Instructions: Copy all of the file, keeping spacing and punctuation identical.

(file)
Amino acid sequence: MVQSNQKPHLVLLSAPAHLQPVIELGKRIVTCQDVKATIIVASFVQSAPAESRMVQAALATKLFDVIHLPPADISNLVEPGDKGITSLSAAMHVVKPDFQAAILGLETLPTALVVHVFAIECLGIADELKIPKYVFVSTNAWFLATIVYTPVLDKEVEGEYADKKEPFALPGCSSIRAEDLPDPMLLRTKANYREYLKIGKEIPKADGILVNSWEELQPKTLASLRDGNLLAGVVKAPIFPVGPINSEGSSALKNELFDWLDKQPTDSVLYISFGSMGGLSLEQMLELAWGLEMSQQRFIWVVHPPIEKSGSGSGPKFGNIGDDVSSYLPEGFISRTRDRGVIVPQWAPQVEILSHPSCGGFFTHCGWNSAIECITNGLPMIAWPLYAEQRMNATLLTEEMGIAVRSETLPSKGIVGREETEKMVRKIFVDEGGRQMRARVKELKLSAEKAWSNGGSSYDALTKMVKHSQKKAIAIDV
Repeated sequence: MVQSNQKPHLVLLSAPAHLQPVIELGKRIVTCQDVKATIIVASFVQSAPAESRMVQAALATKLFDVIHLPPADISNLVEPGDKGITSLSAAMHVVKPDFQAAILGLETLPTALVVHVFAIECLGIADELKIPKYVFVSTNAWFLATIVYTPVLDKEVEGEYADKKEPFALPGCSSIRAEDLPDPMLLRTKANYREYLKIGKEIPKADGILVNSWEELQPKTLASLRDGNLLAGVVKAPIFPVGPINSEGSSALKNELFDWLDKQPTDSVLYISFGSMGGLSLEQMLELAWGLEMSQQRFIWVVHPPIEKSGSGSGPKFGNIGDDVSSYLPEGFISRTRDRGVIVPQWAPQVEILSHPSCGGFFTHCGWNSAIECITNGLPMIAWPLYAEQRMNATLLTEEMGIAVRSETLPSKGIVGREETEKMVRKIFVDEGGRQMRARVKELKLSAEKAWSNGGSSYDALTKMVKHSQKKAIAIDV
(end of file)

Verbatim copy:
Amino acid sequence: MVQSNQKPHLVLLSAPAHLQPVIELGKRIVTCQDVKATIIVASFVQSAPAESRMVQAALATKLFDVIHLPPADISNLVEPGDKGITSLSAAMHVVKPDFQAAILGLETLPTALVVHVFAIECLGIADELKIPKYVFVSTNAWFLATIVYTPVLDKEVEGEYADKKEPFALPGCSSIRAEDLPDPMLLRTKANYREYLKIGKEIPKADGILVNSWEELQPKTLASLRDGNLLAGVVKAPIFPVGPINSEGSSALKNELFDWLDKQPTDSVLYISFGSMGGLSLEQMLELAWGLEMSQQRFIWVVHPPIEKSGSGSGPKFGNIGDDVSSYLPEGFISRTRDRGVIVPQWAPQVEILSHPSCGGFFTHCGWNSAIECITNGLPMIAWPLYAEQRMNATLLTEEMGIAVRSETLPSKGIVGREETEKMVRKIFVDEGGRQMRARVKELKLSAEKAWSNGGSSYDALTKMVKHSQKKAIAIDV
Repeated sequence: MVQSNQKPHLVLLSAPAHLQPVIELGKRIVTCQDVKATIIVASFVQSAPAESRMVQAALATKLFDVIHLPPADISNLVEPGDKGITSLSAAMHVVKPDFQAAILGLETLPTALVVHVFAIECLGIADELKIPKYVFVSTNAWFLATIVYTPVLDKEVEGEYADKKEPFALPGCSSIRAEDLPDPMLLRTKANYREYLKIGKEIPKADGILVNSWEELQPKTLASLRDGNLLAGVVKAPIFPVGPINSEGSSALKNELFDWLDKQPTDSVLYISFGSMGGLSLEQMLELAWGLEMSQQRFIWVVHPPIEKSGSGSGPKFGNIGDDVSSYLPEGFISRTRDRGVIVPQWAPQVEILSHPSCGGFFTHCGWNSAIECITNGLPMIAWPLYAEQRMNATLLTEEMGIAVRSETLPSKGIVGREETEKMVRKIFVDEGGRQMRARVKELKLSAEKAWSNGGSSYDALTKMVKHSQKKAIAIDV